St. Olaf News

 

New course broadens the horizon of ethical thinking

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“The lifelong travels of St. Olaf graduates will have huge social and economic consequences. I want to make sure these consequences are for the better,” says Professor of Religion John Barbour, who designed a new “Travel and Ethics” course.

While studying abroad last fall, St. Olaf College student Karah Guzzi ’14 had an Australian classmate who strongly disliked the idea of Americans — even though he had never really known one.

“All of a sudden, I realized that I had an obligation to represent my country all by myself. I suddenly recognized the immense power I had accrued at shaping someone else’s worldview just by trying to expand my own by studying abroad,” Guzzi says.

Though she made some headway with her classmate, Guzzi is, one year later, still intrigued by the sense of agency she acquired while studying abroad. She is among a group of St. Olaf students who have spent the semester thinking about similar intricacies of international travel in a new course led by Professor of Religion John Barbour titled Travel and Ethics.

Designed to challenge students to think more cross-culturally, the course aims to analyze the major effects of the tourism industry, which Barbour says is one of the fastest-growing industries today.

Topics of consideration include service tourism, pilgrimage, studying abroad, traveling with others, social and economic consequences, and, especially pertinent to Guzzi, representing America while abroad.

“Travel is a significant act,” says Matthew Johnson ’14, who is not only using the class to reflect on his past experiences abroad, but also in anticipation of future travel. “You need to be intentional about how you travel because of the people you encounter. That puts a lot of pressure on a traveler. I become my country, my government, our collective philosophies. You have to be conscious of when to exert yourself and when to be passive.”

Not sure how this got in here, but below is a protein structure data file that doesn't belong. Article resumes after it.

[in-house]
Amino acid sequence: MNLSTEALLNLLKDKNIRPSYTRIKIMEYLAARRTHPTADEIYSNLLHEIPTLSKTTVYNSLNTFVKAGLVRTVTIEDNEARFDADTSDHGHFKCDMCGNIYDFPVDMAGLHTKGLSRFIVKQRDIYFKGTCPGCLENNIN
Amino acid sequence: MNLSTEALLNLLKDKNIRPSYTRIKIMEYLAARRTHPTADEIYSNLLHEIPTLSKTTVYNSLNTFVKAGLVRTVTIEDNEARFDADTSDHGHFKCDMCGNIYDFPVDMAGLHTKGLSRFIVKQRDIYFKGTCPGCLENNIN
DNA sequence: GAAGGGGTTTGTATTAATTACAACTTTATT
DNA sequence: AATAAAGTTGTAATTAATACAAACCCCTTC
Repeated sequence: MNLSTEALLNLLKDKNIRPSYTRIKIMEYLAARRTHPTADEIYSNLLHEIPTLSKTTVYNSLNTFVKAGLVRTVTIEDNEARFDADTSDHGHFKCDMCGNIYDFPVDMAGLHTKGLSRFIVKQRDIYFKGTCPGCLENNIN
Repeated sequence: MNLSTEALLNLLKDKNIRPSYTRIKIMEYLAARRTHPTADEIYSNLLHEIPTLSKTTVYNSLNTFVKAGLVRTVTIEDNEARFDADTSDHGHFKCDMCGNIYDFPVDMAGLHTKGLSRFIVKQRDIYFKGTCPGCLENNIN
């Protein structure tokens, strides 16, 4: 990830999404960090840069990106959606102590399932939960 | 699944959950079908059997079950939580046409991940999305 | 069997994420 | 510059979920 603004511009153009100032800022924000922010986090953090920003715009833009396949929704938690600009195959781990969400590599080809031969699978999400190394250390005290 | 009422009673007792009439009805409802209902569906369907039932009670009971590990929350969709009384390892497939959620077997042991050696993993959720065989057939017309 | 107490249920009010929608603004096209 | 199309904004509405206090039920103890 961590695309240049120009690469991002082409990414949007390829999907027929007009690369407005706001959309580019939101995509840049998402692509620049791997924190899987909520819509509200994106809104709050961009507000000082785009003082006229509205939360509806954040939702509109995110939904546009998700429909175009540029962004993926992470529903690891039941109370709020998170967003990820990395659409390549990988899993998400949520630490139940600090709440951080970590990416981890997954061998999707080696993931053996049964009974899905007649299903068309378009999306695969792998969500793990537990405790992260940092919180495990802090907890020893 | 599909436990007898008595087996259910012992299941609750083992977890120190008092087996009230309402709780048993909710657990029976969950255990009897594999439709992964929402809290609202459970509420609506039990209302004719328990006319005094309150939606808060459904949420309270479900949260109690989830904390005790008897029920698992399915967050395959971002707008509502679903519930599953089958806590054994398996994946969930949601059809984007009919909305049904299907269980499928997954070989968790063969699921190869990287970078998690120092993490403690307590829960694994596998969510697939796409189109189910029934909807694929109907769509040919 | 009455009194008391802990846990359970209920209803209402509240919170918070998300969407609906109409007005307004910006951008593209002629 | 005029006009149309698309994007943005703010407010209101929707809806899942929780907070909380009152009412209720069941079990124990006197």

Barbour says the readings and discussions students have encountered over the course of the semester will better guide them in future cross-cultural situations — even in situations where the students are still on campus.

“‘Travel’ is not limited to those that jump on a plane, take a trip in the car,” he says. “Daily conversations and academic discussion are both places where cross-cultural interaction manifests itself. The lifelong travels of St. Olaf graduates will have huge social and economic consequences. I want to make sure these consequences are for the better.”

The course was designed in conjunction with Barbour’s appointment as the O.C. and Patricia Boldt Distinguished Teaching Professor in the Humanities. During his tenure as Boldt chair, Barbour aims to encourage academic and social discussion on campus around the theme “Travel and Cultural Criticism.”

St. Olaf ranks first among all baccalaureate institutions in the number of students that study abroad each year, and the college currently offers study-abroad programs in 54 countries, including nearly 80 semester or year-long programs and nearly 30 off-campus courses during Interim. Barbour hopes that courses, speakers, and opportunities on campus will give those who study abroad the rhetoric to understand the broader implications of their experience.

“There are a lot of questions that I still don’t understand — I’m better at raising questions than answering them,” Barbour says. “Still, I’m confident that students will find their own answers as we continue to explore this topic together.”

The Boldt Chair
Barbour was named the Boldt Chair in the spring of 2012. He is the seventh faculty member to have received the appointment, and his three-year tenure will end in 2015.

The Boldt Chair was established in 1994 by contractor Oscar C. Boldt and his wife, Patricia Hamar Boldt. It is offered to a current faculty member whose scholarship and professional endeavors advance the teaching and learning of humanities at the baccalaureate level.

Barbour joined the St. Olaf faculty in 1982 after having earned a B.A. from Oberlin College and an M.A. and Ph.D from the University of Chicago Divinity School. He was chair of the St. Olaf Religion Department from 1998 to 2001, and served as the first Martin E. Marty Regents Chair in Religion and the Academy. With his wife, St. Olaf Professor of Art Meg Ojala, he led the Global Semester study-abroad program in 2001 and the Term in Asia program in 2008.